[Robert J. Sawyer] Science Fiction Writer
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[CBC Radio One]

Science FACTion

The Fountain of Youth

Copyright © 2003 by Robert J. Sawyer
All Rights Reserved.

Nebula Award-winning science-fiction writer Robert J. Sawyer writes and presents a weekly science column for the Canadian Broadcasting Corporation's CBC Radio One.

The columns, which have the umbrella title Science FACTION: Commentaries from the Cutting Edge of Science, are produced by Barbara Saxberg in Toronto, and syndicated to local CBC Radio stations across Canada.

Recorded 23 June 2003

Host: Living longer! It's been a human dream since the dawn of time. And we're finally making some progress toward achieving it. The Spanish explorer Ponce de Leon thought the fountain of youth was on the island of Bimini — but it turns out it might be hiding within one of our oldest and deadliest foes. Here's science-fiction writer Robert J. Sawyer, who plans to live a long, long, long time ...

Robert J. Sawyer: You know those little doodads on the ends of your shoelaces — those things that Jerry Seinfeld reminds us don't even have a name? Well, something very like them may hold the key to human immortality.

Think of your chromosomes as shoelaces — long strings of DNA. At either end of them, there's a little protective cap. Those caps do have names: they're called telomeres, which is just Greek for "end segments."

Every time your chromosomes reproduce — which they do each time your cells divide — the telomeres get a little shorter. Eventually, you run out of them all together. And just as you can no longer easily thread shoelaces once the plastic end cap is gone, a chromosome without a telomere can no longer reproduce.

The fact that our chromosonal endcaps disappear over time is one the key reasons we age: it means our cells lose the ability to divide, and so eventually die. In fact, scientists call this phenomenon "programmed cell death," because, like planned obsolescence of a dishwasher or refrigerator, cells seem designed to give up the ghost after a certain amount of time. Cells in human bodies are limited to between 40 or 90 divisions — the count varies by cell type. After that, it's game over.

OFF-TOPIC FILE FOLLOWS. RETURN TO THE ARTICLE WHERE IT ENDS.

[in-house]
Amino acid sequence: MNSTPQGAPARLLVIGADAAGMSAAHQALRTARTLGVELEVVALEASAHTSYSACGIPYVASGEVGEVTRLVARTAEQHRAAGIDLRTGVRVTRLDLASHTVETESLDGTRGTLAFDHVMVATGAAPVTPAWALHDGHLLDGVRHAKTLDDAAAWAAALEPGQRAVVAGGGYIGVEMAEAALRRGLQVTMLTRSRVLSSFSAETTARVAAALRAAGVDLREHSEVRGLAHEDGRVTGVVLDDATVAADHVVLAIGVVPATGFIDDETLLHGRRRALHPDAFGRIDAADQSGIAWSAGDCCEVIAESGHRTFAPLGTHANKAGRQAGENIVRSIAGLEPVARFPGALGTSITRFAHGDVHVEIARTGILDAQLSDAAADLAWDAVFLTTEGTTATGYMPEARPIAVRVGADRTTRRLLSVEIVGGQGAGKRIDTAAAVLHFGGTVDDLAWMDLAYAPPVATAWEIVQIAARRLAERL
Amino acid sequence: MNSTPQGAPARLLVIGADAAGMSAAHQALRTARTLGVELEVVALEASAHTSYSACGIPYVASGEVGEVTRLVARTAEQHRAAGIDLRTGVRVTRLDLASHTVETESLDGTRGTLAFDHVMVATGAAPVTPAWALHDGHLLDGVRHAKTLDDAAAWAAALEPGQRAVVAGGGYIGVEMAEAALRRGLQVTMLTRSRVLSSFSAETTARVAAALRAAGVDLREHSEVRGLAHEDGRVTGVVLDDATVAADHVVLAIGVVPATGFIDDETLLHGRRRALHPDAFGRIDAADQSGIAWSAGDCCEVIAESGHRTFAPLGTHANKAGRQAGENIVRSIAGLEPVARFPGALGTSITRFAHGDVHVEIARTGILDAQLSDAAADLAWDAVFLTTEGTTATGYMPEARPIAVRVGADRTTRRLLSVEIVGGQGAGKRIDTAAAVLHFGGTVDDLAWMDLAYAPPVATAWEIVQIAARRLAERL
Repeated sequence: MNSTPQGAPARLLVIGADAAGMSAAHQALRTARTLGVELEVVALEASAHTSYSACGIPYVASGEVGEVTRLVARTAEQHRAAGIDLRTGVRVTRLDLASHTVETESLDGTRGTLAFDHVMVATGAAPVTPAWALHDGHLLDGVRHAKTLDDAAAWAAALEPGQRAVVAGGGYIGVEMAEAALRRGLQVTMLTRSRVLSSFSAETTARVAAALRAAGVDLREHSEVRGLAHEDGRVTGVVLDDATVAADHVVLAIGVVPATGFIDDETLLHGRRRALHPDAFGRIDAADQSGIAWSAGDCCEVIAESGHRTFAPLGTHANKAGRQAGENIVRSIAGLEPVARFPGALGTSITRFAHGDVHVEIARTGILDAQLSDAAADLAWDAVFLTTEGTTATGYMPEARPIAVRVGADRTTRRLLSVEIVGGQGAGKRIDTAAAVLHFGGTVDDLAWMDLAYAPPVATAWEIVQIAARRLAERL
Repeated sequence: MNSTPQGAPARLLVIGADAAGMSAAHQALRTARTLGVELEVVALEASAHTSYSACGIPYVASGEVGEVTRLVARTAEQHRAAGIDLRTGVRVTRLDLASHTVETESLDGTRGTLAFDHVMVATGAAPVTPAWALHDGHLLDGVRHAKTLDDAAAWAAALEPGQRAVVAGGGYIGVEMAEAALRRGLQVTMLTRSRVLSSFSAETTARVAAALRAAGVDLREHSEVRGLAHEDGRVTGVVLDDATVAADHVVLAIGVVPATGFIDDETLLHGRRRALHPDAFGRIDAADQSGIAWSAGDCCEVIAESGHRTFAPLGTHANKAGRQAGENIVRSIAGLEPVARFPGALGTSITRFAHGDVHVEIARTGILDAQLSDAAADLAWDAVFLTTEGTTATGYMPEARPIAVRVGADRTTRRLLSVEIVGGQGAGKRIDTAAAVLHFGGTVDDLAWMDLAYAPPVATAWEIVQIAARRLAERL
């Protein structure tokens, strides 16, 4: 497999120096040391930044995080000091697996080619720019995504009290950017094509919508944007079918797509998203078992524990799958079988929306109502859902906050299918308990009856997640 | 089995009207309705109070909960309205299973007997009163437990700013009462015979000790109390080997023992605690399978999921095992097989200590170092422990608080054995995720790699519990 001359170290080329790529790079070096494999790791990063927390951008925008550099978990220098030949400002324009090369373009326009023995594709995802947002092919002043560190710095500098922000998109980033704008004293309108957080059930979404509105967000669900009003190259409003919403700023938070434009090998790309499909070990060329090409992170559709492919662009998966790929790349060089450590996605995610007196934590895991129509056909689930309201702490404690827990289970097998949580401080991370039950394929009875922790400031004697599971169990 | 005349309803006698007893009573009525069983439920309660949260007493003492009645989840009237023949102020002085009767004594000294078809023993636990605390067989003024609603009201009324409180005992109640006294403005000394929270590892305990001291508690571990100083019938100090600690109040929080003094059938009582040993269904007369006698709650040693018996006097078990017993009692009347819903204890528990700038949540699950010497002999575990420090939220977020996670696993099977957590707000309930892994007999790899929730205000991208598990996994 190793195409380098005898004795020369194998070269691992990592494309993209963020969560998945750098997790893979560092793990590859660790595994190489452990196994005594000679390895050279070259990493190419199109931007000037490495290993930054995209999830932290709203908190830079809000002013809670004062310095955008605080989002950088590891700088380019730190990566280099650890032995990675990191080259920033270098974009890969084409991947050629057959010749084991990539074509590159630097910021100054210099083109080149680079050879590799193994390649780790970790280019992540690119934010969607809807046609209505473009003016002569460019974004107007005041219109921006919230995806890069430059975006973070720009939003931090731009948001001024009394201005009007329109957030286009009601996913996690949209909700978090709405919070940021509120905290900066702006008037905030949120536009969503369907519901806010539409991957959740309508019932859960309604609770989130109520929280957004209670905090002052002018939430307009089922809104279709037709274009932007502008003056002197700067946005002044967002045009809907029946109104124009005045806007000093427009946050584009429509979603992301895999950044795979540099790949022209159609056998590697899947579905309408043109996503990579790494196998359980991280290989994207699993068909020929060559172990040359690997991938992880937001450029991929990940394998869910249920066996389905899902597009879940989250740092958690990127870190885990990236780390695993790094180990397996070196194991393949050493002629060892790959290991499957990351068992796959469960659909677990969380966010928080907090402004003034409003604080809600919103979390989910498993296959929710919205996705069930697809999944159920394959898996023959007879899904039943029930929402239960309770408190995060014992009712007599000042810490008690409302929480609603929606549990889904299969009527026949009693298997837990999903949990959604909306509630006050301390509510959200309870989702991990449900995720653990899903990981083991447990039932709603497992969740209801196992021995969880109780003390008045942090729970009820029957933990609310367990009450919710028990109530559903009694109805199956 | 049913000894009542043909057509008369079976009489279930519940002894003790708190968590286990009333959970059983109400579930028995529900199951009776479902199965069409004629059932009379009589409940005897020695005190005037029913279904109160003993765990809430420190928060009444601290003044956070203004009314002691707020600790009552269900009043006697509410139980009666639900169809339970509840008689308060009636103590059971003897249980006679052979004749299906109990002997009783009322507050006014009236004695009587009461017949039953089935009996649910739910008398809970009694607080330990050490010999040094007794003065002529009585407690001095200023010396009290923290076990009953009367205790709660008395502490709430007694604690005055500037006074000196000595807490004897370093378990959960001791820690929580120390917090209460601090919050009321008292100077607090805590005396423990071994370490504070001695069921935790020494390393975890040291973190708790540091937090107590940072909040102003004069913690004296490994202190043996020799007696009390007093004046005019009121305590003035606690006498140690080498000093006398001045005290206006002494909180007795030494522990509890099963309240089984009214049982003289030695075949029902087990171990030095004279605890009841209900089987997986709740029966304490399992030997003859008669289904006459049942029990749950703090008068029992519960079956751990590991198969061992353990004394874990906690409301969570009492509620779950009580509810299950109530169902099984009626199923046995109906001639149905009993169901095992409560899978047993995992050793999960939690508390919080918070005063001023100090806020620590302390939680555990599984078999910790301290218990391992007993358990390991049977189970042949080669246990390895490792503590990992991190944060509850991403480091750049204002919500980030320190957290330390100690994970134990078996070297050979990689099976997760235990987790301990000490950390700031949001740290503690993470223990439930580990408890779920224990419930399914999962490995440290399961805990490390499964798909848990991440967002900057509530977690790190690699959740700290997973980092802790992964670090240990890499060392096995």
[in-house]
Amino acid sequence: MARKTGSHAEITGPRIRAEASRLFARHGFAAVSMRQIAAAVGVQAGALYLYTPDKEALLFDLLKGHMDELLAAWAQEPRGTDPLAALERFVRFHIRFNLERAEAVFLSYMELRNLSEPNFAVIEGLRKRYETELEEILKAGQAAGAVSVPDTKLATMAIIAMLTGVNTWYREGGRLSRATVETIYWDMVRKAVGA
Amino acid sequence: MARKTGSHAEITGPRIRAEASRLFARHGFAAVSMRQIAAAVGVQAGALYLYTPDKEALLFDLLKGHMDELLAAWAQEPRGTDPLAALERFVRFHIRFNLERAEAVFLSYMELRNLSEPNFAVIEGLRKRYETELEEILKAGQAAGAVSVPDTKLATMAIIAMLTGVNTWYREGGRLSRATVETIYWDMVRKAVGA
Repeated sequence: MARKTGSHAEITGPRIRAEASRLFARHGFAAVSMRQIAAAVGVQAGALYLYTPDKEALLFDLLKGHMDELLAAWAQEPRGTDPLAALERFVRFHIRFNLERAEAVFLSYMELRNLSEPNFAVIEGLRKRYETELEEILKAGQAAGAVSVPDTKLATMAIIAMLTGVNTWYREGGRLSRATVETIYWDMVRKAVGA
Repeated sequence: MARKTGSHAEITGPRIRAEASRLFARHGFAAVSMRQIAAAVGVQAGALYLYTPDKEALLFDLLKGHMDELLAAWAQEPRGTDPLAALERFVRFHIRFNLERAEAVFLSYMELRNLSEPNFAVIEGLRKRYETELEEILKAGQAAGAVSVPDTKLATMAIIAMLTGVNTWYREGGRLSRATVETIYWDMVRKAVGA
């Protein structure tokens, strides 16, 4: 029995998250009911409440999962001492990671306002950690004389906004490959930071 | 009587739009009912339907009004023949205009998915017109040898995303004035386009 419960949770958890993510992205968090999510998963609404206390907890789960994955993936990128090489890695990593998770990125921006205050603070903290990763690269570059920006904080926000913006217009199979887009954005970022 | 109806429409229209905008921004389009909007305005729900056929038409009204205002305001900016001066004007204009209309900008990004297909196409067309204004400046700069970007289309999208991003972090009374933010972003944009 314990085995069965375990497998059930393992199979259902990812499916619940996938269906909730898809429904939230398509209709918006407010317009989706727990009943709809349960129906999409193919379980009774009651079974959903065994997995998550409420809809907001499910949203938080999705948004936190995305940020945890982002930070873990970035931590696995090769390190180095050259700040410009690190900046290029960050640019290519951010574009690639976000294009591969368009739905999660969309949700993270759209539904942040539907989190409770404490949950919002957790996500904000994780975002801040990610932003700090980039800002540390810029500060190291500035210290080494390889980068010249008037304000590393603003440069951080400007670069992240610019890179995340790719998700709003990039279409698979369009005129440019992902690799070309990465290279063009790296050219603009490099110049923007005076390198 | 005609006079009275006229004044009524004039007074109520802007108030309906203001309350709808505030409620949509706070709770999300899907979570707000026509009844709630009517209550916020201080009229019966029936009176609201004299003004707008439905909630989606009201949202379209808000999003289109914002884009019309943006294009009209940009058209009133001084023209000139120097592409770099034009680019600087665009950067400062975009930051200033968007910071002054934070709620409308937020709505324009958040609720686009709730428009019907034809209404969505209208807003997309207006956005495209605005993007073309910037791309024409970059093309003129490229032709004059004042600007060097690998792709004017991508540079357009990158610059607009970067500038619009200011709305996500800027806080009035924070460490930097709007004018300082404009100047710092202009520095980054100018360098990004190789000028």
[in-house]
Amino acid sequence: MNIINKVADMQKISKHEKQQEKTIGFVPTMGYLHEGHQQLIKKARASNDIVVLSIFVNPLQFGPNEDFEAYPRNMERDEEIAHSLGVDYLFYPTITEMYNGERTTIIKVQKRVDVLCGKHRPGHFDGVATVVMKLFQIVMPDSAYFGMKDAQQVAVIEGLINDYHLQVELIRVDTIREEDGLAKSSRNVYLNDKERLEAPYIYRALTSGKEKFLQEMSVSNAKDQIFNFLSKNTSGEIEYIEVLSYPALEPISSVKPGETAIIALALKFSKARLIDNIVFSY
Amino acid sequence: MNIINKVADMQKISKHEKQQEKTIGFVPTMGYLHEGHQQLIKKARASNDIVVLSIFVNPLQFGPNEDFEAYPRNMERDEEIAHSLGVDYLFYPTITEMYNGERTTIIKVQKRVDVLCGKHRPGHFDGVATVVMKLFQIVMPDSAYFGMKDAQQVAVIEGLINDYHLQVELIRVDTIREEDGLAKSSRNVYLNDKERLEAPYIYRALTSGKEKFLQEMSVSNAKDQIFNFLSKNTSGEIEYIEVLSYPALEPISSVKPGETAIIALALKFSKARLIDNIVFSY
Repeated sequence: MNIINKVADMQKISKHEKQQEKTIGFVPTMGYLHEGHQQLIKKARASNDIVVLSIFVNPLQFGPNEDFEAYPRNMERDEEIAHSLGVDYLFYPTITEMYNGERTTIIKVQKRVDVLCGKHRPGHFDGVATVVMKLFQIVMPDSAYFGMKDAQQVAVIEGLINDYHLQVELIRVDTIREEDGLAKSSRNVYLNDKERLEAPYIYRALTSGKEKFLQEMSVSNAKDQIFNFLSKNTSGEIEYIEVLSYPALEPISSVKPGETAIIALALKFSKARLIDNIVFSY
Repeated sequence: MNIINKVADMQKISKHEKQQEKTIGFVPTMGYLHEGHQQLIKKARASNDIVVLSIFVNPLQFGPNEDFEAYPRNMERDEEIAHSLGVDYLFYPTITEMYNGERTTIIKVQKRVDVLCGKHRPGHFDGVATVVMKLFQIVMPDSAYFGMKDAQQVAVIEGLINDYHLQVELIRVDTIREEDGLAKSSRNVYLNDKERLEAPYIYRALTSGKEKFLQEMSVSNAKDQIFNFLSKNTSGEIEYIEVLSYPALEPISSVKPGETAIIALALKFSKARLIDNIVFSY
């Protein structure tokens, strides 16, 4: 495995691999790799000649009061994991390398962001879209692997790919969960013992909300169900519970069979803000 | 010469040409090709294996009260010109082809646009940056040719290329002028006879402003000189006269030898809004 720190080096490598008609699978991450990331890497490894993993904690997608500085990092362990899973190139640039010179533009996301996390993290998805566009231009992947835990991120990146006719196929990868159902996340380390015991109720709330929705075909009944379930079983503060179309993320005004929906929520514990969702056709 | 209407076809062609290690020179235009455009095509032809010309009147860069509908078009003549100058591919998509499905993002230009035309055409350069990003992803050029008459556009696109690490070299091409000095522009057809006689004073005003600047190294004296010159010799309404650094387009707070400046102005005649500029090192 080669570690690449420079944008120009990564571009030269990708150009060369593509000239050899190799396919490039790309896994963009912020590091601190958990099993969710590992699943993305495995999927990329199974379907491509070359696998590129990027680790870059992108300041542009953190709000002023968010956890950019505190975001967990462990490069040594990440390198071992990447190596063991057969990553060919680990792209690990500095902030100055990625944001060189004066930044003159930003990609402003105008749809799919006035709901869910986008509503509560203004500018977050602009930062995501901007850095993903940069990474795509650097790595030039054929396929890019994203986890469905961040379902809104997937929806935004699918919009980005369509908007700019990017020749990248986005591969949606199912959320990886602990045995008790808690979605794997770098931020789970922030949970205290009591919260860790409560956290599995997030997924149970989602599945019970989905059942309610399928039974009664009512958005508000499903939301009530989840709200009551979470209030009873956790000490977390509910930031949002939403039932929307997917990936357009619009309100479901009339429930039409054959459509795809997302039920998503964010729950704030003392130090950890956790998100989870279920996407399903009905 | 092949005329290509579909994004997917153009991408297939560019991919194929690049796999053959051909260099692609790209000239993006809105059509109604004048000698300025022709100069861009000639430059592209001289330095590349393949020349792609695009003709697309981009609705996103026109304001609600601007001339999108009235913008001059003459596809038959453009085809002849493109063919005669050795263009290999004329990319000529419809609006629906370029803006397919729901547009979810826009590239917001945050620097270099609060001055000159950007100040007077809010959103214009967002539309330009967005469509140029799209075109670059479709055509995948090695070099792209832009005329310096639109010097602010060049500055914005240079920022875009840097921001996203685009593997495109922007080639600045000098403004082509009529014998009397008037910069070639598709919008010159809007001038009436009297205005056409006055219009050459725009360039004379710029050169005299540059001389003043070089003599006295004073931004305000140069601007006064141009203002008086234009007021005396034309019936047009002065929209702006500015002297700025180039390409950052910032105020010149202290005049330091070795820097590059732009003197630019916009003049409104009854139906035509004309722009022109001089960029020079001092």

Indeed, in rare cases, humans actually grow old prematurely. There's a disease called progeria; those poor unfortunates who have it age rapidly, looking like senior citizens while still children, and then they die an early death. Progeria sufferers have much shorter telomeres than normal people; their cells die much more quickly, and that apparently causes the abnormally accelerated aging.

The same thing is happening with many animals that we've tried cloning: because the source genetic material comes from an adult, clones often age prematurely.

Sound Effect: Sheep bleating

Dolly, the cloned sheep, was made from DNA taken from a grown-up female sheep's teat — her name "Dolly" was actually a tip-of-the-hat to singer Dolly Parton, famous for that particular part of her own anatomy. But the unfortunate byproduct of making Dolly from adult DNA was that she was born old — and died young. Dolly was put down at the age of six, about half of a normal sheep's lifespan, because she'd contracted a kind of lung disease common only in elderly sheep. She also had arthritis when she died.

Music: Happy Birthday To You

But there is good news: a natural enzyme called telomerase causes telomeres to regrow; it puts the end-caps back on the shoelaces that are chromosomes. Tests have shown that normal human cells treated with telomerase can go on reproducing indefinitely; telomerase might quite literally be the fountain of youth.

Of course, there are other reasons why we age and die — wear-and-tear on joints and organs, heart attacks, Alzheimer's, the oxidization of chemicals in our bodies. Telomerase doesn't cure any of those, but, still, scientists are talking about being able to easily extend the human lifespan to 120 years — and perhaps much longer — with telomerase treatments.

Why did this programmed cell death evolve in the first place? Well, some cancer cells naturally produce telomerase — that's what lets them go on dividing indefinitely, forming clumps of tumor tissue. Our cells may have evolved their limited lifetimes specifically to keep them from turning cancerous. The ultimate irony is that now we're talking seriously about taking the key weapon of one of humanity's worst foes — telomerase — and turning it into the secret of longer life.

I'm Robert J. Sawyer.

More Good Reading

Other "Science FACTion" commentaries for CBC Radio
"2020 Vision" scenarios for Discovery Channel Canada
Media backgrounder on Rob Sawyer

Rob's novel Starplex, which deals with telomeres

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